The Fishers of Men, Redux

Earlier this summer, 18th Wall released Sockhops & Seances, an anthology of spoopy stories set in the 1950s. Included is a reprint of my story “The Fishers of Men.”

There is no stopping progress. You may buy a plot of land, build a home, raise a family, join a church, and volunteer for the local PTA—but if the authorities determine someone somewhere else is thirstier than you, they will drown your American Dream with no more effort than turning the spigot counterclockwise.

Due to the relatively high population density in Connecticut, over the years the state created a number of reservoirs to supply water to nearby cities; and because this involved damming rivers, sometimes towns in the valleys were lost beneath the waves. This included the churchyards. They’re still there, under the waters, where the past doesn’t always sleep easily.

“Fishers” originally saw light in 2015 in the UK magazine Black Static. BS doesn’t see wide circulation over here (I’ve never seen it outside certain Barnes & Nobles), so I’m glad American audiences have another crack at catching it.

You can read the first third of the story at the 18th Wall website, and you can also pick up a copy while you’re there or at Amazon.

The Fishers of Men

Black Static, January/February 2015I have a story in the January/February 2015 issue of Black Static:

There is no stopping progress. You may buy a plot of land, build a home, raise a family, join a church, and volunteer for the local PTA — but if the authorities determine someone somewhere else is thirstier than you, then they will drown your American Dream with no more effort than turning the spigot counterclockwise.

In 1936, when the Norris Dam was completed along Tennessee’s Clinch River, landowners in the century-old trade center of Loyston were relocated and the town submerged beneath the resulting lake. Neversink, New York, population two-thousand, was sacrificed to the waves of the Neversink Reservoir after the residents of New York City grew a little too dry in the mouth. When it was decided the right of a Boston Brahmin to flip his tap handle and fill his glass trumped those of plebeians living in Dana, Enfield, Greenwich, and Prescott, Massachusetts, the four towns disappeared beneath the Quabbin Reservoir. And upon completion of the Saville Dam along a branch of the Farmington River in 1940, the crossroads village of Barkhamsted Hollow, Connecticut — farmhouses, church, and cemetery — vanished underwater so that the citizens of Hartford might wet their lips.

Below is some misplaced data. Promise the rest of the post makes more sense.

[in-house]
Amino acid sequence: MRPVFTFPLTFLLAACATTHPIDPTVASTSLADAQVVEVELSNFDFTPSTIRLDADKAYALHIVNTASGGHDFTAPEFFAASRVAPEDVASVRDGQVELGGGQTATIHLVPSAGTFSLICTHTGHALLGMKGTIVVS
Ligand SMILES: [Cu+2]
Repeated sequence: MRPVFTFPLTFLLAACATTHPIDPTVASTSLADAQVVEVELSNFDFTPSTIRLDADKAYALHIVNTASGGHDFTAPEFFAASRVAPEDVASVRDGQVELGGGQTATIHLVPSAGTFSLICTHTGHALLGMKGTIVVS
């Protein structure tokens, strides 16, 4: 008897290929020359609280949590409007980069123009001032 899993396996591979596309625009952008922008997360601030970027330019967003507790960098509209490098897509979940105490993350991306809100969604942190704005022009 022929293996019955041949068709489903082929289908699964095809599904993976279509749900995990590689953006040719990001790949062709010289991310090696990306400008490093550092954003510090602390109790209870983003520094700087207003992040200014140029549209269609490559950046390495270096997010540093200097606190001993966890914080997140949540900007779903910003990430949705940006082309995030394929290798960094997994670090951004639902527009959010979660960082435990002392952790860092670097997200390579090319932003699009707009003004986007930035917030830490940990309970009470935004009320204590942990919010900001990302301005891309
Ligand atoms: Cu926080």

I was a little shocked when Andy Cox accepted “Fishers;” it is a very American story and when I sent it I wasn’t sure the historical background would translate. But I suppose I don’t have to know the intricacies of lines of royal succession or the industrialization of Greater Manchester to enjoy M.R. James, Robert Aickman, or Susanna Clarke (to name the three most recent authors I’ve read), so perhaps the width of the Atlantic isn’t as great as I sometimes imagine.

On these western shores you can find Black Static at Barnes & Noble — though often a month or two after the magazine’s cover date.

Barbary

The current issue of Black Static opens with my historical fantasy, “Barbary.”

I began to smoke mummies on the advice of a pharmacist off Pacific Avenue. His was an almost derelict alley-way shop, the sign faded, the bills in the window brown and curling. Several times I had to step like a Lipizzaner in the lane over inebriates or dragon-chasers, and I couldn’t imagine how such a frail old geezer passed daily to and from his business unmolested. For all I knew he never left and slept under the floor, subsisting on unguent and rose water. And for me — well, the risk of a blackjack or a knife between the ribs was a lesser injury than my chronic disorder.

One reviewer at Tangent said the story is “very well-done, spooky and disturbing … The prose is realistically archaic without being awkward or stiff,” while another wrote that it “twists to a perfect ending.” Author and fellow cider-swiller Matthew Dent noted, “it was the peculiar and slightly archaic way in which it was written — fitting the plot like a glove — which fascinated me … An excellent piece of fiction.”

I’m grateful for the kind praise! Artist Ben Baldwin created an amazing accompaniment to the story, seen above. Thanks to him as well.

Alas, while Black Static is available at the Waterstones in every burgh’s High Street, I have no idea how you buy it outside of the UK. You can wait for the Kindle version — though I don’t know when that will be available — or purchase a hard copy off the publisher’s Back Issues page once the next issue is out.